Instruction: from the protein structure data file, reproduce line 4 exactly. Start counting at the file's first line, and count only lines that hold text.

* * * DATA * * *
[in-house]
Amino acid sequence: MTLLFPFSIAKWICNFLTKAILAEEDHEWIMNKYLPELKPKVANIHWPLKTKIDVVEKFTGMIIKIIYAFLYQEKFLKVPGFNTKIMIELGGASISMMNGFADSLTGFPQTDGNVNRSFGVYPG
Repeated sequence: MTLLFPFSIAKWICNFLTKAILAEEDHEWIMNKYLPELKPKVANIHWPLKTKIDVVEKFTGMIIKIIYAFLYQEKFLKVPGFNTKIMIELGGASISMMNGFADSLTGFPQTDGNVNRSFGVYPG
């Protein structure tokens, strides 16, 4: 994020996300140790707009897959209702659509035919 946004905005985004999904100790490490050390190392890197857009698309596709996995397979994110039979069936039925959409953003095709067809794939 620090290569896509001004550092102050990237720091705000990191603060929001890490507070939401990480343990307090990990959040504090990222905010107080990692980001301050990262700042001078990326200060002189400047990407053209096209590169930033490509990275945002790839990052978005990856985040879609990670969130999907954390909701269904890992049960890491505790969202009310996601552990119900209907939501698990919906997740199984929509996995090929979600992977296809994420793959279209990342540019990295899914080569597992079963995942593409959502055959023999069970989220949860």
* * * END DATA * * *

């Protein structure tokens, strides 16, 4: 994020996300140790707009897959209702659509035919 946004905005985004999904100790490490050390190392890197857009698309596709996995397979994110039979069936039925959409953003095709067809794939 620090290569896509001004550092102050990237720091705000990191603060929001890490507070939401990480343990307090990990959040504090990222905010107080990692980001301050990262700042001078990326200060002189400047990407053209096209590169930033490509990275945002790839990052978005990856985040879609990670969130999907954390909701269904890992049960890491505790969202009310996601552990119900209907939501698990919906997740199984929509996995090929979600992977296809994420793959279209990342540019990295899914080569597992079963995942593409959502055959023999069970989220949860």